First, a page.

Low vaccination rates will slow sub-Saharan economic growth

Saturday October 23 2021
A Kenyan medic

A Kenyan medic prepares a dose of the AstraZeneca Covid-19 vaccine, during a mass vaccination drive at the Dandora Health center in the Nairobi’s informal settlement on August 10, 2021. PHOTO | SIMON MAINA | AFP


The economy of sub-Saharan Africa is projected to grow by 3.7 percent in 2021 and 3.8 per cent in 2022, depending on the success of efforts to curb Covid-19.

The International Monetary Fund (IMF) in its October Regional Economic Outlook for sub-Saharan Africa, One Planet, Two Worlds, Three Stories, published on Thursday, shows that vaccination in sub-Saharan Africa has been slower than other regions due to low access to and supply of vaccines.

The IMF outlook shows that export restrictions by major vaccine manufacturing countries, and demands for booster shots in advanced economies have slowed the vaccination rate on the continent. Just three percent of the population which has been fully vaccinated, compared with close to 60 percent or more vaccinated in developed economies.

“On Covid-19, the threat of new variants highlights the need for a global response, with a particular focus on the unvaccinated people of Africa.

‘‘The IMF has proposed a plan to vaccinate at least 40 per cent of the total population of all countries by the end of 2021, and 70 percent by the first half of 2022,” the report states.

Vulnerable populations


The pandemic has exacerbated pre-existing vulnerabilities and inequality in countries, and inflation threatens to jeopardise gains made in food security, which could lead to social and political instability.

The IMF’s African Department director Abebe Selassie said if the pandemic persists, a return to normal will not be easy.

“In the absence of vaccines, lockdowns and other containment measures have been the only option for containing the virus.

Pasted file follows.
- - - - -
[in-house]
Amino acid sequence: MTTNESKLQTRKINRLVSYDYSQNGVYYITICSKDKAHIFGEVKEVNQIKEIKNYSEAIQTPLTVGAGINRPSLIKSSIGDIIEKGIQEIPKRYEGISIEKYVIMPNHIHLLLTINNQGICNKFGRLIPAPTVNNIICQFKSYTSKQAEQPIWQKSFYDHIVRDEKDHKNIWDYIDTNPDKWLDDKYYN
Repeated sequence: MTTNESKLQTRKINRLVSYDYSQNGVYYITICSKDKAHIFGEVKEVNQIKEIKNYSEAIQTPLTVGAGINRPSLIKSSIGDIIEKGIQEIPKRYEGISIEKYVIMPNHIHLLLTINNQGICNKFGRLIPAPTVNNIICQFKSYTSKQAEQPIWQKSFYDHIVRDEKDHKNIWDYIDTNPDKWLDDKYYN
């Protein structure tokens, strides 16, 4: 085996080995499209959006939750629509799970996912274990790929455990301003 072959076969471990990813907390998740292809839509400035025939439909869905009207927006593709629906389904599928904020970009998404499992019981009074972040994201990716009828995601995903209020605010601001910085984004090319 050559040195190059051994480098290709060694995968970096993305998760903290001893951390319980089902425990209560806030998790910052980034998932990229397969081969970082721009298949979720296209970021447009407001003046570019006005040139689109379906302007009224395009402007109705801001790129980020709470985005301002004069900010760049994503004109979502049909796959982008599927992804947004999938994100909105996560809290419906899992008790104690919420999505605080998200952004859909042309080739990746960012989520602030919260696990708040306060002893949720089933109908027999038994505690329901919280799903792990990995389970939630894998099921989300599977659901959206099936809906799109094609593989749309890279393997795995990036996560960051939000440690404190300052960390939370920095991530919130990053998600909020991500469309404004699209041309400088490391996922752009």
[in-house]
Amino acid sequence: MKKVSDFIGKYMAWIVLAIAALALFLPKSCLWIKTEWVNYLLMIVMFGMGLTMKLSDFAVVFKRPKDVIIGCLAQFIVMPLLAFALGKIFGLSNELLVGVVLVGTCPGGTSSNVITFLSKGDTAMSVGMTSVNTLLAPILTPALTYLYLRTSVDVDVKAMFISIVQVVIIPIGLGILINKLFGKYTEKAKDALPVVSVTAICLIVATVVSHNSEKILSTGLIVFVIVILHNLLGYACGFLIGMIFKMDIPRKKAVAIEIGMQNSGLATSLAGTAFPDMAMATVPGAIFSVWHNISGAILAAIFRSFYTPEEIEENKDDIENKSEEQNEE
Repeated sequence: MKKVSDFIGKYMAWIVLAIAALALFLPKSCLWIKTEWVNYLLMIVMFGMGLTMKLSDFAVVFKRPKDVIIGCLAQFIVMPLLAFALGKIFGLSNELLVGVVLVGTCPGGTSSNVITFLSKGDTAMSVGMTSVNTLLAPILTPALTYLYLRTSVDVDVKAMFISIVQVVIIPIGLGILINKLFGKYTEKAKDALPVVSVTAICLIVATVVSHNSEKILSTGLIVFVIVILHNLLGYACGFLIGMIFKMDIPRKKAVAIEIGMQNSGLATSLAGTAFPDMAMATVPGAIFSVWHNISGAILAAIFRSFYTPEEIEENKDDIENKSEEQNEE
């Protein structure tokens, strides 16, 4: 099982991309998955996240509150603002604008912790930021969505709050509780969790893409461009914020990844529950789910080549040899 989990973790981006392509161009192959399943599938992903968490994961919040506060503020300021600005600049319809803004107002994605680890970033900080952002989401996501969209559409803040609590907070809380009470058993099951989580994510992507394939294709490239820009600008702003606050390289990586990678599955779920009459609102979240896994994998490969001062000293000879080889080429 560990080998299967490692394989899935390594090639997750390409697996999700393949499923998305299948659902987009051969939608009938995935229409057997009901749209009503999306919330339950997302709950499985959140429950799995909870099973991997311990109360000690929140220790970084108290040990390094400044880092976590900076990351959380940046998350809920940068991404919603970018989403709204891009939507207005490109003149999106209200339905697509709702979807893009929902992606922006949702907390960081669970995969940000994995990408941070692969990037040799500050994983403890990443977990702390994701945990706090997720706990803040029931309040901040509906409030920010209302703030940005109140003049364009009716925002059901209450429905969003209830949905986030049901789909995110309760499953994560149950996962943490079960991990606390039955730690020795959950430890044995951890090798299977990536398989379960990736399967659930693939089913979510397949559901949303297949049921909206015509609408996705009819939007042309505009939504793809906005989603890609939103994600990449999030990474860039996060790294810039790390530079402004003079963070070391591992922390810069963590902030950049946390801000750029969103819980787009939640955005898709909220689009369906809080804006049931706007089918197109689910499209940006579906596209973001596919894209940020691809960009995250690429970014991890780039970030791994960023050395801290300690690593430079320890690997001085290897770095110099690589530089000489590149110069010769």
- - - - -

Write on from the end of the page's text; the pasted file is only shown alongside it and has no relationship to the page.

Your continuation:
At 3.7 percent this year, the recovery in sub-Saharan Africa will be the slowest in the world as advanced markets grow by more than five per cent, while other emerging markets and developing countries grow by more than six per cent,” said Mr Selassie.

The IMF has proposed a plan to vaccinate at least 40 per cent of the total population of all countries by the end of 2021, and 70 percent by the first half of 2022. 

Commodity price increases have also helped some countries, but these windfall gains are often volatile and cannot substitute more enduring sources of growth.

With about 30 million people thrown into extreme poverty, the crisis has worsened inequality across income groups as well as subnational geographic regions.

The report indicates that increasing debt vulnerabilities remain a source of concern, and many governments will have to undertake fiscal consolidation.

Public debt is predicted to decline slightly in 2021 to 56.6 per cent of GDP, from a pre-pandemic level of 50.4 per cent of GDP.

Half of sub-Saharan Africa’s low-income countries are either in or at high risk of debt distress.

And more countries may find themselves under future pressure as debt-service payments account for an increasing share of government resources.

There are also vulnerabilities related to the composition of public debt. About half of the region’s public debt is external. China is a dominant player among bilateral creditors, accounting for about half of the debt to bilateral creditors, and 7.5 per cent of total public debt.

Also, debt to China is concentrated in five countries namely Angola, Cameroon, Ethiopia, Kenya, and South Africa, accounting for 60 per cent of China’s outstanding loans to Africa.

The recent Special Drawing Rights (SDRs) allocation has boosted the region’s reserves, easing some of the burden of authorities as they guide their countries’ recovery. And rechanneling SDRs from countries with strong external positions to countries with weaker fundamentals could help to bolster the region’s resilience.